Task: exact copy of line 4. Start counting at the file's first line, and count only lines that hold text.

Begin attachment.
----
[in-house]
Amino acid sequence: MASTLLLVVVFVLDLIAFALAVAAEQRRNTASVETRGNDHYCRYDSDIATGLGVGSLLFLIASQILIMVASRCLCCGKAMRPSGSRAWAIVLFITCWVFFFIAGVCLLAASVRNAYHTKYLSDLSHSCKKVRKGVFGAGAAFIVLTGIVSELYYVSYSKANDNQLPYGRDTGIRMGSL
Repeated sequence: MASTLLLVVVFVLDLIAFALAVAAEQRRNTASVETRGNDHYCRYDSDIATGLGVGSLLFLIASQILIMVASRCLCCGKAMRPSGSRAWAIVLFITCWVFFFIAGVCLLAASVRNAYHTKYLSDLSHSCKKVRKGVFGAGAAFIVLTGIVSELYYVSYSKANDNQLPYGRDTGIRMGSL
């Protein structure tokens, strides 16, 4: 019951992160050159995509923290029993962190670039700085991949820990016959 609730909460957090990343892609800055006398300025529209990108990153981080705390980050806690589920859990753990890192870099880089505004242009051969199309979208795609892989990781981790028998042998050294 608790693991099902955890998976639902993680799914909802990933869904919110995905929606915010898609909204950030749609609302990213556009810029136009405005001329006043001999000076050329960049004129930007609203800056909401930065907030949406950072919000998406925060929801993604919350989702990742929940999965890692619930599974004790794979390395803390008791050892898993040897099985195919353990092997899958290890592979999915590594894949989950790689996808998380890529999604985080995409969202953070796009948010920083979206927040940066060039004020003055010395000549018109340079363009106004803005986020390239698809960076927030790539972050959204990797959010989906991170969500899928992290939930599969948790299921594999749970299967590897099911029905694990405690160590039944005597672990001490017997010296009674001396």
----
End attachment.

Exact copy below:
């Protein structure tokens, strides 16, 4: 019951992160050159995509923290029993962190670039700085991949820990016959 609730909460957090990343892609800055006398300025529209990108990153981080705390980050806690589920859990753990890192870099880089505004242009051969199309979208795609892989990781981790028998042998050294 608790693991099902955890998976639902993680799914909802990933869904919110995905929606915010898609909204950030749609609302990213556009810029136009405005001329006043001999000076050329960049004129930007609203800056909401930065907030949406950072919000998406925060929801993604919350989702990742929940999965890692619930599974004790794979390395803390008791050892898993040897099985195919353990092997899958290890592979999915590594894949989950790689996808998380890529999604985080995409969202953070796009948010920083979206927040940066060039004020003055010395000549018109340079363009106004803005986020390239698809960076927030790539972050959204990797959010989906991170969500899928992290939930599969948790299921594999749970299967590897099911029905694990405690160590039944005597672990001490017997010296009674001396």